On Tuesday the Danes had to vote for members of the city councils throughout the country. Just two years into a general election this local election is counted as a good forecast of what is to come. The turnout was the lowest in 35 years with only 65.8% of the voters using their democratic right. The Social Democrats are now the biggest municipal party in Denmark and holds the major offices in the four biggest cities including Copenhagen. Most noticeable is the Socialistic Peoples Party which increased its voter share by 7% and now has 14% percent of the votes. The large government party Venstre (the liberal party) experienced a voter slapping downturn of almost 3% and lost their majority of mayors to the Social Democrats.
However, altogether the Government coalition experienced a smaller increase of votes, signalling the possibility that the government will be re-elected. But the government parties still have to show that they can get the Danish economy out of the present crisis without expanding public expenditures further. The next budget already contains a deficit of about 10%, and according to CEPOS this is built upon excessive current expenditure.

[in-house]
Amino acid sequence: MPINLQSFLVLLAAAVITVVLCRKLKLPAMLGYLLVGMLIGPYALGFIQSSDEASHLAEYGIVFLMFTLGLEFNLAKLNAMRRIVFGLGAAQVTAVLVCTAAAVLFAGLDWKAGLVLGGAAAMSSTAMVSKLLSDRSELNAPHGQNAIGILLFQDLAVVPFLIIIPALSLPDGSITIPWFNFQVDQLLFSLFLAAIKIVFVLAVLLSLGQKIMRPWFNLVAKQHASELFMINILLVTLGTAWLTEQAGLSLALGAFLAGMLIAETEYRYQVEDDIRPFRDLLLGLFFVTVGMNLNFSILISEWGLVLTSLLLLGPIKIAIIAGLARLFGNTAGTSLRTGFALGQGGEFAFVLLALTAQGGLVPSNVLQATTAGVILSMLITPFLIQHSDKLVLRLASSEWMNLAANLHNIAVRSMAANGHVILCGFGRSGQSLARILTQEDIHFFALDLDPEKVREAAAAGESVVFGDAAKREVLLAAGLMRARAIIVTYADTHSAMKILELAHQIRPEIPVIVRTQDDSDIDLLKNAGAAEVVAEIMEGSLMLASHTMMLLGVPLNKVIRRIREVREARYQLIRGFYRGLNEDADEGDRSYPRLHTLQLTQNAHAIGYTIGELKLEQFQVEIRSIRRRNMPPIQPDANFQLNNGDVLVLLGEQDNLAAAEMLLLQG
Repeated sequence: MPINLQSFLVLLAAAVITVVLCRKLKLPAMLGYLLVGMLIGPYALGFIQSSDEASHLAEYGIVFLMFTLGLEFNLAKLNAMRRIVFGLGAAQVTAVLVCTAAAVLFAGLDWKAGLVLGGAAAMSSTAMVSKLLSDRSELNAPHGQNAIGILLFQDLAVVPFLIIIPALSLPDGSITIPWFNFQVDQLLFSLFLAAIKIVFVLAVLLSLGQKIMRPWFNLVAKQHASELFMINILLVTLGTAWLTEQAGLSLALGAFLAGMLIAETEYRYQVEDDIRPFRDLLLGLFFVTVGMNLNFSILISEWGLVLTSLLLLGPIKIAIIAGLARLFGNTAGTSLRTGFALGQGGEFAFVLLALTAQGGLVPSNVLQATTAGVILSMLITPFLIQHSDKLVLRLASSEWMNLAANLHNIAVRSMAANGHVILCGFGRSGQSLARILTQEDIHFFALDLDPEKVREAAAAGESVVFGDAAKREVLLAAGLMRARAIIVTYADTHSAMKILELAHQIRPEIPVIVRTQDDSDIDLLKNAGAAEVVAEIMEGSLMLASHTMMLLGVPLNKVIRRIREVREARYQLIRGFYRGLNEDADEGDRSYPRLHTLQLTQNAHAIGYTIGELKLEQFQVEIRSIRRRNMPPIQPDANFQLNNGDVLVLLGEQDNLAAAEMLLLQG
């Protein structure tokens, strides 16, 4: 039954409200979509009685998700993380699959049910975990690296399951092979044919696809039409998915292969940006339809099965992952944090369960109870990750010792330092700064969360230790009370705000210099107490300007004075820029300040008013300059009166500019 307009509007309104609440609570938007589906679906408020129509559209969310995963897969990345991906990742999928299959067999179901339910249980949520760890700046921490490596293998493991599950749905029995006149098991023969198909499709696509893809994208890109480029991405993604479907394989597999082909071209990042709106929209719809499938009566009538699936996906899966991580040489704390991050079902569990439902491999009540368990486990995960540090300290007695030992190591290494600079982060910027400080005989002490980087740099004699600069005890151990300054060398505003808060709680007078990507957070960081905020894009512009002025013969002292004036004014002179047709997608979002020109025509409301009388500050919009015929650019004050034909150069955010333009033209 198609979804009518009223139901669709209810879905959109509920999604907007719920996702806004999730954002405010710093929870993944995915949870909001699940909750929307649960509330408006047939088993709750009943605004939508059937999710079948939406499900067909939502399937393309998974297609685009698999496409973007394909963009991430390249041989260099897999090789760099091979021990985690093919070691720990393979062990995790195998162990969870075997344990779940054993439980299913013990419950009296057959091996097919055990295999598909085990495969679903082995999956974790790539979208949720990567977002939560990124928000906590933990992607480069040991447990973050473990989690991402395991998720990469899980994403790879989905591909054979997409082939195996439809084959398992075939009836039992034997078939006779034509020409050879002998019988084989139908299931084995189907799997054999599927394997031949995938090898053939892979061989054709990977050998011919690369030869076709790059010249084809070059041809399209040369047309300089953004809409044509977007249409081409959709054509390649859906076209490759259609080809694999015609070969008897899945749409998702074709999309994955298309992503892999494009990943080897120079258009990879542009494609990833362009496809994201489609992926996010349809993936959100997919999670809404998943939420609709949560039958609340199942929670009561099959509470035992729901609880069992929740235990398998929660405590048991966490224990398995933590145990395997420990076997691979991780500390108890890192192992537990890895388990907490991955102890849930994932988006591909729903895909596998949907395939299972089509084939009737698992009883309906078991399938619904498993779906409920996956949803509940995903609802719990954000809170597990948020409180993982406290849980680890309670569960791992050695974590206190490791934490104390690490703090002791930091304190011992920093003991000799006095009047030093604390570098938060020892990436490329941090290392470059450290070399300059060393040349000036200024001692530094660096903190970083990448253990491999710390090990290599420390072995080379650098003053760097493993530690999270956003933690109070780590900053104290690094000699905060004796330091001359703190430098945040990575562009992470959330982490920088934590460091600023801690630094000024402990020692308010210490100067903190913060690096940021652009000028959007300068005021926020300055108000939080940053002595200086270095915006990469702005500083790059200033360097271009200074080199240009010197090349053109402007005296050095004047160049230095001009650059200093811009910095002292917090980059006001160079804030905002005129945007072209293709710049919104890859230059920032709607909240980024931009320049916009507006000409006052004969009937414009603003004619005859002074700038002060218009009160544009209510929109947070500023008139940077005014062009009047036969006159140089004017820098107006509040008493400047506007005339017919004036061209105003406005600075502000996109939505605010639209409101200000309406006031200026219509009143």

With a deficit this large the Danish government will need to cut the public expenditure and reform the Danish labour market at some point however, in a country where more than 30% of the workforce are employed in the public sector, this is not exactly a vote maximizing strategy.